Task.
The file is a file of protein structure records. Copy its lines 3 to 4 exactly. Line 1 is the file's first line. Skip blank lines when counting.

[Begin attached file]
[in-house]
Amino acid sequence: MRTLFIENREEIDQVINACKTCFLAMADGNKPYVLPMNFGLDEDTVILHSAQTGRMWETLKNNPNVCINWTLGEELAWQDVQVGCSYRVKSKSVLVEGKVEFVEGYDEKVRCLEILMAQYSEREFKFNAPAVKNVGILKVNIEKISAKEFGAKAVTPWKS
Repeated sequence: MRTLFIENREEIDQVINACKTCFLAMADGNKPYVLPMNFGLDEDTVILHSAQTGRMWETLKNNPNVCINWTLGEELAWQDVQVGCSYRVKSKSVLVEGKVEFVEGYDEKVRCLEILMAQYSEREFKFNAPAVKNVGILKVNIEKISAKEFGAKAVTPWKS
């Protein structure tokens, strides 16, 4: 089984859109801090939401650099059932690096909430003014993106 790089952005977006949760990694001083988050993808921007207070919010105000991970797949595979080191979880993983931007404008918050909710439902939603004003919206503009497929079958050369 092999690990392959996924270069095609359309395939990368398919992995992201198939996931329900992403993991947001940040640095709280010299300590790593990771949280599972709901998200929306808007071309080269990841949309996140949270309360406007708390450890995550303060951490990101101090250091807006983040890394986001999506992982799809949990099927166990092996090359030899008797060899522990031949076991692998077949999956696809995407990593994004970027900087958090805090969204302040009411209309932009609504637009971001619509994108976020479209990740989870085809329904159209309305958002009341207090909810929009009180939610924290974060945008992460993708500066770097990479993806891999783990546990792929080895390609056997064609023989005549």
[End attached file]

Repeated sequence: MRTLFIENREEIDQVINACKTCFLAMADGNKPYVLPMNFGLDEDTVILHSAQTGRMWETLKNNPNVCINWTLGEELAWQDVQVGCSYRVKSKSVLVEGKVEFVEGYDEKVRCLEILMAQYSEREFKFNAPAVKNVGILKVNIEKISAKEFGAKAVTPWKS
């Protein structure tokens, strides 16, 4: 089984859109801090939401650099059932690096909430003014993106 790089952005977006949760990694001083988050993808921007207070919010105000991970797949595979080191979880993983931007404008918050909710439902939603004003919206503009497929079958050369 092999690990392959996924270069095609359309395939990368398919992995992201198939996931329900992403993991947001940040640095709280010299300590790593990771949280599972709901998200929306808007071309080269990841949309996140949270309360406007708390450890995550303060951490990101101090250091807006983040890394986001999506992982799809949990099927166990092996090359030899008797060899522990031949076991692998077949999956696809995407990593994004970027900087958090805090969204302040009411209309932009609504637009971001619509994108976020479209990740989870085809329904159209309305958002009341207090909810929009009180939610924290974060945008992460993708500066770097990479993806891999783990546990792929080895390609056997064609023989005549």